In our particular course on development, of which this is the ninth part of ten, we have looked at dialectical laws of development and of class struggle, and we have looked at the history of the NEP in the Soviet Union and of peasant life in Africa, of five-year plans and the management of capitalism in China. None of the material we have looked at appears anywhere in the new COSATU document, or in its pedigree, as far as we can see, so far.

The document is 120 pages long and certainly contains some material that could stimulate good Freirean dialogue. Here is a shortened version of the “Conclusions” from its last two pages:

COSATU’s ‘Growth Path’ document, September 2010, Conclusions (edited)

1.      The aims of the new growth path are the creation of decent work; Redistribution of income and power; Industrial development; Meeting basic needs; Environmental Sustainability; and the development of Southern Africa
2.      On Economic Policy, we have identified five areas and proposed policy interventions: Industrial Policy; Rural Development; Trade Policy; Skills Development and Macroeconomic Policy
3.      In terms of social policy we have also identified six broad areas in which the state must take the lead: Education; Healthcare; Crime, Corruption and the Justice System; Basic Infrastructure; Environmental Sustainability and Green Jobs and Social Protection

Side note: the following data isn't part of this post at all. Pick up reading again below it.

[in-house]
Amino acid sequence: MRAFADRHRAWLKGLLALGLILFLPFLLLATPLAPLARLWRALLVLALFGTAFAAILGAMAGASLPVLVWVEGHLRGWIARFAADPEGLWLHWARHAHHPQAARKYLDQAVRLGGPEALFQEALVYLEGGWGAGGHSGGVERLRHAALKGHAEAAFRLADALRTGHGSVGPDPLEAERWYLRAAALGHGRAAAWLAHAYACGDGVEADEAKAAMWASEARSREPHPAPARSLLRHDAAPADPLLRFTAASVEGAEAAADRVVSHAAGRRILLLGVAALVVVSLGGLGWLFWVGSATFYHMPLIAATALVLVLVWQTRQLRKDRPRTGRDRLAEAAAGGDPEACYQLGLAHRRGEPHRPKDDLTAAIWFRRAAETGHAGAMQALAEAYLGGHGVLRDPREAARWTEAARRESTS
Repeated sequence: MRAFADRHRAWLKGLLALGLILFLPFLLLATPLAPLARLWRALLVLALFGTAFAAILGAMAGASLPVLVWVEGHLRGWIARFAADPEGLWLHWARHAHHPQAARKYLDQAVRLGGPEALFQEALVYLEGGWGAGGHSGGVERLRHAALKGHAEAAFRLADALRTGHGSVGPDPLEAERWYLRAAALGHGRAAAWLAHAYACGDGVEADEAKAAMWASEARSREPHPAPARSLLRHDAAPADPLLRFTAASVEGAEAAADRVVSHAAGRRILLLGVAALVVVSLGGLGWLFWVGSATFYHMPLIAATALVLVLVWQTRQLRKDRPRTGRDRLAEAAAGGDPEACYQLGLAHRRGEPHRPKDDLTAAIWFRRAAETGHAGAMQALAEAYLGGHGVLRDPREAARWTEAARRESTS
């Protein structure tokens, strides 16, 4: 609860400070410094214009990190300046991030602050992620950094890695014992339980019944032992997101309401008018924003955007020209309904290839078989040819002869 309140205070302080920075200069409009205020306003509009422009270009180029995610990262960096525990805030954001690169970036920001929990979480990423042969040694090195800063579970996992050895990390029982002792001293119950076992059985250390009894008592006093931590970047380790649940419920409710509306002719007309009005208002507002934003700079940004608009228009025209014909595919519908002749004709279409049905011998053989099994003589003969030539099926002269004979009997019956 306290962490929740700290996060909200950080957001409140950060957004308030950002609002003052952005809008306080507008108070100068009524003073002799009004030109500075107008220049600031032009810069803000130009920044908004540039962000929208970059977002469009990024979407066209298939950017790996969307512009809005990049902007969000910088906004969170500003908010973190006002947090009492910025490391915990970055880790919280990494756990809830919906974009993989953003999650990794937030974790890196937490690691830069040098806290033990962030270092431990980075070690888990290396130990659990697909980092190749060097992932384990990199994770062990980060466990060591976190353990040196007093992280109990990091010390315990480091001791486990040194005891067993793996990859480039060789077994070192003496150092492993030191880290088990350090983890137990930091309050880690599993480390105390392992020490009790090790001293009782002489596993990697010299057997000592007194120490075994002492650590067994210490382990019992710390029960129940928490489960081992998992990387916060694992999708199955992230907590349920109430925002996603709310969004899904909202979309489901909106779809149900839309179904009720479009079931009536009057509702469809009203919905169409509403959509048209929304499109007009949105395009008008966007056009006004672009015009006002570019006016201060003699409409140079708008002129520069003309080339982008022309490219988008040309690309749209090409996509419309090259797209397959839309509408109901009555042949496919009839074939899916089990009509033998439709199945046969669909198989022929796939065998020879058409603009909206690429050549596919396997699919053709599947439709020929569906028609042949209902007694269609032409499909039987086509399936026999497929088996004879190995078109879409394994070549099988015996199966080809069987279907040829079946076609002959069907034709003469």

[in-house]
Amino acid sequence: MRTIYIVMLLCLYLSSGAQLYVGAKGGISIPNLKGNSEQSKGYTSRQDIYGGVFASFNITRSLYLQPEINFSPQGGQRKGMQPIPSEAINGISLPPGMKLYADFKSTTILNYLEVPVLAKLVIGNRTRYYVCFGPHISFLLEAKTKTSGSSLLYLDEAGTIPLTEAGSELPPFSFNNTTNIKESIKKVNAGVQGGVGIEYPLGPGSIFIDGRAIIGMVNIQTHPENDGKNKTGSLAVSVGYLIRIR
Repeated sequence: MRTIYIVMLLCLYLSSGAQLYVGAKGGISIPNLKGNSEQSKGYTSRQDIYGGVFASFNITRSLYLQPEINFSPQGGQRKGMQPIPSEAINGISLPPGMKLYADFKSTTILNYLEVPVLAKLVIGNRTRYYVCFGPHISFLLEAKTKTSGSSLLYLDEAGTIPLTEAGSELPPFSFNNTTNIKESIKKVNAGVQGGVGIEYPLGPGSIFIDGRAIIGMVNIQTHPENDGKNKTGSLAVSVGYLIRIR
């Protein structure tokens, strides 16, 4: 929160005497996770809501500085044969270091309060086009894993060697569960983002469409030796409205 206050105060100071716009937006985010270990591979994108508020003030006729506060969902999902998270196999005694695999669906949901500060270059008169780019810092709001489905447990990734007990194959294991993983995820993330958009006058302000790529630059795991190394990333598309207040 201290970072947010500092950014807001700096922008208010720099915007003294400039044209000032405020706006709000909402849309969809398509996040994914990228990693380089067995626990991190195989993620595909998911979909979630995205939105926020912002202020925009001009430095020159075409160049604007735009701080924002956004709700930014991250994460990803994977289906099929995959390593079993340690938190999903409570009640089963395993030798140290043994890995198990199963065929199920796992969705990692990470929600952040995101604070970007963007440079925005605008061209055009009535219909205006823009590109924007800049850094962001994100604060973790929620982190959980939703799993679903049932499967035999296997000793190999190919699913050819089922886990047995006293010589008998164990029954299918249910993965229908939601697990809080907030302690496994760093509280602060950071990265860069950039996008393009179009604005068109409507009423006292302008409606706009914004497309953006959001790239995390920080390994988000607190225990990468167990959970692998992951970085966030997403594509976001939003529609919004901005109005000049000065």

4.      We also argue that for this growth and development path to be successful there needs to be a change in the patterns of ownership.
5.      In terms of regional development, we note that the failure of South Africa to change its industrial structure, and the continued dominance of our economy by conglomerates, especially around the core Minerals Energy sectors, spells doom for regional industrial development.
6.      It is therefore incumbent upon South Africans to ensure that they change the pattern of economic development.
7.      The policy proposals made in this document should be considered as a package.
8.      This framework document is a start to a process of more detailed engagement.

COSATU Responses to Government’s New Growth Path

Just over two months later, on 23 November 2010, the Minister for Economic Development issued the South African Government’s New Growth Path Framework (NGP), which we have seen in the previous part of this course. COSATU called it into question, but it was reconfirmed by the ANC in the January 8th statement at the beginning of 2011.